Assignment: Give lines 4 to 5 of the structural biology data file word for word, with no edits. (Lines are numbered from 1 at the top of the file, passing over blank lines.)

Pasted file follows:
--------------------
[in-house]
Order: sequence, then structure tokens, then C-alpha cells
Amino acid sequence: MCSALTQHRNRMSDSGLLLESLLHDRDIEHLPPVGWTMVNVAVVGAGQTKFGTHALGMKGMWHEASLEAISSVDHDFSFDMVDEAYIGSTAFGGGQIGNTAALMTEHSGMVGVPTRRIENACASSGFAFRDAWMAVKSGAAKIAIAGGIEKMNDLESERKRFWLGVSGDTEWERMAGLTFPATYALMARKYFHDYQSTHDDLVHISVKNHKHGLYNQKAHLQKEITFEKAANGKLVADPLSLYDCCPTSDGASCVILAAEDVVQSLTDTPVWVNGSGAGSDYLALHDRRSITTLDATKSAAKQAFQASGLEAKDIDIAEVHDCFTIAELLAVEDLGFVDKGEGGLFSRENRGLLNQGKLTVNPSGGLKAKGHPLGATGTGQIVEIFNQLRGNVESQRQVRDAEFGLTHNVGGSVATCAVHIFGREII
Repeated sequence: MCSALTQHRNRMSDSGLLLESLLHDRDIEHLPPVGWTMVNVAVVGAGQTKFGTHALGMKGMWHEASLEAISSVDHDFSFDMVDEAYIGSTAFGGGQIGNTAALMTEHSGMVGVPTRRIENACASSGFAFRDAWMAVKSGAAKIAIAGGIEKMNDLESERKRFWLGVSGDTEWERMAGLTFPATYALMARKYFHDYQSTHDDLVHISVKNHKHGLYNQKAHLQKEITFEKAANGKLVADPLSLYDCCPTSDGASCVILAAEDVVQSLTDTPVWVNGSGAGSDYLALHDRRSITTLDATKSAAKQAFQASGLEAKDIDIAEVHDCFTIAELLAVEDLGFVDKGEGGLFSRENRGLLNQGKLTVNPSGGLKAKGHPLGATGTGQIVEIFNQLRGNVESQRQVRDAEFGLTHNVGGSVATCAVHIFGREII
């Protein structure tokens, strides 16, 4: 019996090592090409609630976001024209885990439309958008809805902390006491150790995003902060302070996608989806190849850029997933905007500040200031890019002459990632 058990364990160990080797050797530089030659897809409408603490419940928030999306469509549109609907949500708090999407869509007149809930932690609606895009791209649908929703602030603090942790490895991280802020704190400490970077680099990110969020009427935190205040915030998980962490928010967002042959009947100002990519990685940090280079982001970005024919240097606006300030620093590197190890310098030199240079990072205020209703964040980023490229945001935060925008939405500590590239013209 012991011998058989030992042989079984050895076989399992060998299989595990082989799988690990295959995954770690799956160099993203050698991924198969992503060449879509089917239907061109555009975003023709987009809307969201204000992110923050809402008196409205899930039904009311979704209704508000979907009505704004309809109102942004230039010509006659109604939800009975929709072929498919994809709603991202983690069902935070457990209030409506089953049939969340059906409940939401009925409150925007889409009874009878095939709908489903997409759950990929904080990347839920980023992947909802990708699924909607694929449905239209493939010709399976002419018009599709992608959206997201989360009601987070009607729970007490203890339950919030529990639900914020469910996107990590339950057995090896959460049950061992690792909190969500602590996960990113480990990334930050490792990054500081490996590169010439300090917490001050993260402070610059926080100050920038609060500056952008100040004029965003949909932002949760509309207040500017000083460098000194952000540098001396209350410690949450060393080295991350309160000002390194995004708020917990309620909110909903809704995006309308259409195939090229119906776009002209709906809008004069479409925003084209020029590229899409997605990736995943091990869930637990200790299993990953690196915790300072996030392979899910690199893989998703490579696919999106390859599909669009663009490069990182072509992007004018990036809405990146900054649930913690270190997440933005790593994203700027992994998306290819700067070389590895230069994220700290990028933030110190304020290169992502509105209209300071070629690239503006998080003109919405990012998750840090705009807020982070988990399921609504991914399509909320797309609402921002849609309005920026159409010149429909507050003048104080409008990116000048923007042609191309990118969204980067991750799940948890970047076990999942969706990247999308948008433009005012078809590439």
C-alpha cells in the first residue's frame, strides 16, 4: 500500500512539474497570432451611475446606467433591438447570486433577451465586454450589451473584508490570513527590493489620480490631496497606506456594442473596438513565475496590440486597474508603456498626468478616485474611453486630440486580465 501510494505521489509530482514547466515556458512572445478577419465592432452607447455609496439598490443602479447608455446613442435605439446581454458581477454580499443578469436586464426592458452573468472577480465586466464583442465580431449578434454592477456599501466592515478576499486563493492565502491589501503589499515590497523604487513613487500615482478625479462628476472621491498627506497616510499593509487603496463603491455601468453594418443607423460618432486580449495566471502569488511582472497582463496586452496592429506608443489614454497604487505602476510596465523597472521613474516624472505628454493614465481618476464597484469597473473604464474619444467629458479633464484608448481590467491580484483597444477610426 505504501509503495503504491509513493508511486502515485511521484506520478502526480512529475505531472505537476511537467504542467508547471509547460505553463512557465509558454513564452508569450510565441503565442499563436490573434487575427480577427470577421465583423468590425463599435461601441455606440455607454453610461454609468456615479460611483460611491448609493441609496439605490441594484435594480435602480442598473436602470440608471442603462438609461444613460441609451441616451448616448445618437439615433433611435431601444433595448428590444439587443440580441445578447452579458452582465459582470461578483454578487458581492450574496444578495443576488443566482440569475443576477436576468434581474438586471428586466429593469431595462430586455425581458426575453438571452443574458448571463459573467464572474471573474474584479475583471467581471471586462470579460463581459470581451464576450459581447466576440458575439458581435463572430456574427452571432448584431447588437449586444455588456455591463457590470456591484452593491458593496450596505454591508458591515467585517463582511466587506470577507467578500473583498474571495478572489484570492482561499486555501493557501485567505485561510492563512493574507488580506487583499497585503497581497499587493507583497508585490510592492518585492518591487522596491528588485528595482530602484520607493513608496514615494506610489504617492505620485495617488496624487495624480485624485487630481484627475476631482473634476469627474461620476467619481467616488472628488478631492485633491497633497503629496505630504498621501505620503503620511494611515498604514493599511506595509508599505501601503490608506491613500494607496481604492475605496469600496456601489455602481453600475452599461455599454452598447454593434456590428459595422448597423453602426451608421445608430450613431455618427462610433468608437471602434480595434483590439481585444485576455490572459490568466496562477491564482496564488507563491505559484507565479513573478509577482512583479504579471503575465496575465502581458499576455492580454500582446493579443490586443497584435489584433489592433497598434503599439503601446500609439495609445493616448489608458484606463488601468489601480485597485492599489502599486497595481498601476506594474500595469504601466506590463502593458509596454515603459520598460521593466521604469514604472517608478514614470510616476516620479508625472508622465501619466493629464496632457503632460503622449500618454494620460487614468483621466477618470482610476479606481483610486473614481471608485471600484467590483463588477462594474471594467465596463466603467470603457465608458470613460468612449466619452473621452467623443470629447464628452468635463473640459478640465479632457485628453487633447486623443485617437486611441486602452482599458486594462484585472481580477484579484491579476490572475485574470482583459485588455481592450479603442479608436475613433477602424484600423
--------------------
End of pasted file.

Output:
Repeated sequence: MCSALTQHRNRMSDSGLLLESLLHDRDIEHLPPVGWTMVNVAVVGAGQTKFGTHALGMKGMWHEASLEAISSVDHDFSFDMVDEAYIGSTAFGGGQIGNTAALMTEHSGMVGVPTRRIENACASSGFAFRDAWMAVKSGAAKIAIAGGIEKMNDLESERKRFWLGVSGDTEWERMAGLTFPATYALMARKYFHDYQSTHDDLVHISVKNHKHGLYNQKAHLQKEITFEKAANGKLVADPLSLYDCCPTSDGASCVILAAEDVVQSLTDTPVWVNGSGAGSDYLALHDRRSITTLDATKSAAKQAFQASGLEAKDIDIAEVHDCFTIAELLAVEDLGFVDKGEGGLFSRENRGLLNQGKLTVNPSGGLKAKGHPLGATGTGQIVEIFNQLRGNVESQRQVRDAEFGLTHNVGGSVATCAVHIFGREII
């Protein structure tokens, strides 16, 4: 019996090592090409609630976001024209885990439309958008809805902390006491150790995003902060302070996608989806190849850029997933905007500040200031890019002459990632 058990364990160990080797050797530089030659897809409408603490419940928030999306469509549109609907949500708090999407869509007149809930932690609606895009791209649908929703602030603090942790490895991280802020704190400490970077680099990110969020009427935190205040915030998980962490928010967002042959009947100002990519990685940090280079982001970005024919240097606006300030620093590197190890310098030199240079990072205020209703964040980023490229945001935060925008939405500590590239013209 012991011998058989030992042989079984050895076989399992060998299989595990082989799988690990295959995954770690799956160099993203050698991924198969992503060449879509089917239907061109555009975003023709987009809307969201204000992110923050809402008196409205899930039904009311979704209704508000979907009505704004309809109102942004230039010509006659109604939800009975929709072929498919994809709603991202983690069902935070457990209030409506089953049939969340059906409940939401009925409150925007889409009874009878095939709908489903997409759950990929904080990347839920980023992947909802990708699924909607694929449905239209493939010709399976002419018009599709992608959206997201989360009601987070009607729970007490203890339950919030529990639900914020469910996107990590339950057995090896959460049950061992690792909190969500602590996960990113480990990334930050490792990054500081490996590169010439300090917490001050993260402070610059926080100050920038609060500056952008100040004029965003949909932002949760509309207040500017000083460098000194952000540098001396209350410690949450060393080295991350309160000002390194995004708020917990309620909110909903809704995006309308259409195939090229119906776009002209709906809008004069479409925003084209020029590229899409997605990736995943091990869930637990200790299993990953690196915790300072996030392979899910690199893989998703490579696919999106390859599909669009663009490069990182072509992007004018990036809405990146900054649930913690270190997440933005790593994203700027992994998306290819700067070389590895230069994220700290990028933030110190304020290169992502509105209209300071070629690239503006998080003109919405990012998750840090705009807020982070988990399921609504991914399509909320797309609402921002849609309005920026159409010149429909507050003048104080409008990116000048923007042609191309990118969204980067991750799940948890970047076990999942969706990247999308948008433009005012078809590439």